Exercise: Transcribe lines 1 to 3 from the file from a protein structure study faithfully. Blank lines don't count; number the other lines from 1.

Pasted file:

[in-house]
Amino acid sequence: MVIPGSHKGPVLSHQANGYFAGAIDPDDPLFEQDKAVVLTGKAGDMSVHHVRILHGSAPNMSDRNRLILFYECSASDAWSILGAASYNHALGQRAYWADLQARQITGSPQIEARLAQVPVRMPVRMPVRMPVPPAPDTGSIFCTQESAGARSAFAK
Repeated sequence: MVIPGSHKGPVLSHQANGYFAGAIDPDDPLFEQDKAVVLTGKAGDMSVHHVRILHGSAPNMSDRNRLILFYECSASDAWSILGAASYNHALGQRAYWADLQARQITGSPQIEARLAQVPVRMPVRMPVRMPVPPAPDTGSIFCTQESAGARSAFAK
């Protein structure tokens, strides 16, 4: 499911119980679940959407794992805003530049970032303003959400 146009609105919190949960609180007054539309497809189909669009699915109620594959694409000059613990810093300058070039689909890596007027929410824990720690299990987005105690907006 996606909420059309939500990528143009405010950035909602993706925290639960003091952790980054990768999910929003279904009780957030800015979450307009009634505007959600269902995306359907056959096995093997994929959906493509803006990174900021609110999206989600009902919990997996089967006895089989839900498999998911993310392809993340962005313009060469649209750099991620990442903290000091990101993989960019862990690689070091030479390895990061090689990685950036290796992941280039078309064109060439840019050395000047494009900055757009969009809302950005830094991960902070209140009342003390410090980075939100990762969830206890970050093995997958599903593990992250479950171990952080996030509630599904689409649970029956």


[in-house]
Amino acid sequence: MVIPGSHKGPVLSHQANGYFAGAIDPDDPLFEQDKAVVLTGKAGDMSVHHVRILHGSAPNMSDRNRLILFYECSASDAWSILGAASYNHALGQRAYWADLQARQITGSPQIEARLAQVPVRMPVRMPVRMPVPPAPDTGSIFCTQESAGARSAFAK
Repeated sequence: MVIPGSHKGPVLSHQANGYFAGAIDPDDPLFEQDKAVVLTGKAGDMSVHHVRILHGSAPNMSDRNRLILFYECSASDAWSILGAASYNHALGQRAYWADLQARQITGSPQIEARLAQVPVRMPVRMPVRMPVPPAPDTGSIFCTQESAGARSAFAK